Ok, new, different scenario. How many times have you seen someone forgetting to logout of a facebook account? Twitter account? Any account? Multiple times I have witnessed pranks played on such accounts in the hospital or different settings. Before it was no big issue but as people start using SoMe more in professional way, the fact that someone can post an inappropriate remark or picture on your account can place you in an uncomfortable position and create a need to clarify the scenario to the people that “follow” you.
Just a quick reminder to all of you logging in public computers. Make sure your username and passwords are not remembered. Use difficult passwords and change them often. Ex. Su$him@kiz%. At least that was one of mine in the past and I change them often.
It may be uncomfortable but It would be more uncomfortable having someone posting embarrassing fake posts in your twitter or facebook account and then needing to clear it up to your followers. I have seen this multiple times in public computers in hospitals.
A very cool Hacked Infographic was presented to me recently: The data presented is very interesting and might waken up some people http://www.onlinecollegecourses.com/hacked
The point of this quick blogpost is to see how many responses I can get from people with Migraine and hopefully help each other out with a friendly discussion. If you have not been to this blog before, let me tell you a sentence about me.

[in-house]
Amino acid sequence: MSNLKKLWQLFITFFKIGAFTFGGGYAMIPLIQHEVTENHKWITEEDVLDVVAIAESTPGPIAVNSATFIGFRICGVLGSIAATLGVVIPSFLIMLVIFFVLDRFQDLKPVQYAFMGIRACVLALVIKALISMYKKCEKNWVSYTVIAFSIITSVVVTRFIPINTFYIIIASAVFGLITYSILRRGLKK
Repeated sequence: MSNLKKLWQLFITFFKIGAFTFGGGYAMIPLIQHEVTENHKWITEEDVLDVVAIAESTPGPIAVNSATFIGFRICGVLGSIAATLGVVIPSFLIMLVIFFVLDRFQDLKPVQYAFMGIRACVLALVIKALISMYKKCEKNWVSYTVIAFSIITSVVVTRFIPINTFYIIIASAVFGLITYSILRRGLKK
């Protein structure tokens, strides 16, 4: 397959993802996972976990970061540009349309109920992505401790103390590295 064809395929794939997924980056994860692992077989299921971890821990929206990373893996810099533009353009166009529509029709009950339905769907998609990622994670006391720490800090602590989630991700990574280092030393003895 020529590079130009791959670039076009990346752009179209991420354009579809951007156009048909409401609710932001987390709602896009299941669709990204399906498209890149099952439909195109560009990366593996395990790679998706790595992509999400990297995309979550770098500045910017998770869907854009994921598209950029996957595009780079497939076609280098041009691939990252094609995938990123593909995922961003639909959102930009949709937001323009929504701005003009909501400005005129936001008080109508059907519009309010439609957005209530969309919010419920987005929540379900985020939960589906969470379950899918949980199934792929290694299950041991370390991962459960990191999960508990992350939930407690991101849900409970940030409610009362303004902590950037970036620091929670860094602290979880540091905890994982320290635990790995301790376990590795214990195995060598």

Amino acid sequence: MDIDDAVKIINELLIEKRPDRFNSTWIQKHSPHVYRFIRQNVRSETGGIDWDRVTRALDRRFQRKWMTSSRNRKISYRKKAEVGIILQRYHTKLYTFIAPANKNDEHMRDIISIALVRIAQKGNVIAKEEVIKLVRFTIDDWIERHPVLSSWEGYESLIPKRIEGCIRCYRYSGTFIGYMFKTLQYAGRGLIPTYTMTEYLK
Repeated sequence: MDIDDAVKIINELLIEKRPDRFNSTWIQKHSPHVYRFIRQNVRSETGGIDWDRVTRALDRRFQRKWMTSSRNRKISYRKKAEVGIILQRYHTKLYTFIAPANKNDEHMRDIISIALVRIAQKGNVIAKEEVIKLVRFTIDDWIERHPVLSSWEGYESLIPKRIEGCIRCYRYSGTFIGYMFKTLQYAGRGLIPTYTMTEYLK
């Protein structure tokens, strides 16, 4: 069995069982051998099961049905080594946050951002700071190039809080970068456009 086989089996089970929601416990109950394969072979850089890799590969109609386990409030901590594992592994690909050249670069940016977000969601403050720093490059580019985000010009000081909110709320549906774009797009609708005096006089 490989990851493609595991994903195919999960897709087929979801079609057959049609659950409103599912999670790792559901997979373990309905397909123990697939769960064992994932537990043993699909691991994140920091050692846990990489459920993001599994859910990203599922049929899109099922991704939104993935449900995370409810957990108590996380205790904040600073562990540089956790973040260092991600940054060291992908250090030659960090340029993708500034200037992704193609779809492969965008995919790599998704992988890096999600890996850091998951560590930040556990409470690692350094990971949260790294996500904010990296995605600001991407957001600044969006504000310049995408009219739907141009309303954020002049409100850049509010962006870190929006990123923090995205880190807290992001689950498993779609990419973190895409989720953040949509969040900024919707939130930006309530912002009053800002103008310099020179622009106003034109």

I am a 32 year old Cardiologist recently exploring the potential of social media in healthcare. As someone with Migraines, and after having 3 episodes in a week last month, I decided to look for other patients that can share their experiences with me and hopefully help each other out. If I get enough info I will do a quick statistical analysis and see if there is a pattern of a “better” particular regimen/treatment/prophylaxis and share it here in MEDBONSAI.
I am not expecting many people to contribute but who knows. Maybe their are other ones like me, curious, looking for an answer. So if you can RT the message it will be helpful to all of us.
So let me start (you can use this format if you want to share your experience)
My name is Christian, 32 year old male; Prophylaxis with Propanolol 10mg BID which worked great for me in the past. As rescue treatment I use Sumatriptan 50mg prn but does not always work and many times gives me moderate nausea. I try Tylenol, Excedrin, aspirin, ibuprofen and they are useless for my headaches. Since Sumatriptan gives me nausea I think I will try Rizatriptan next. Any recs? Leave your comments below.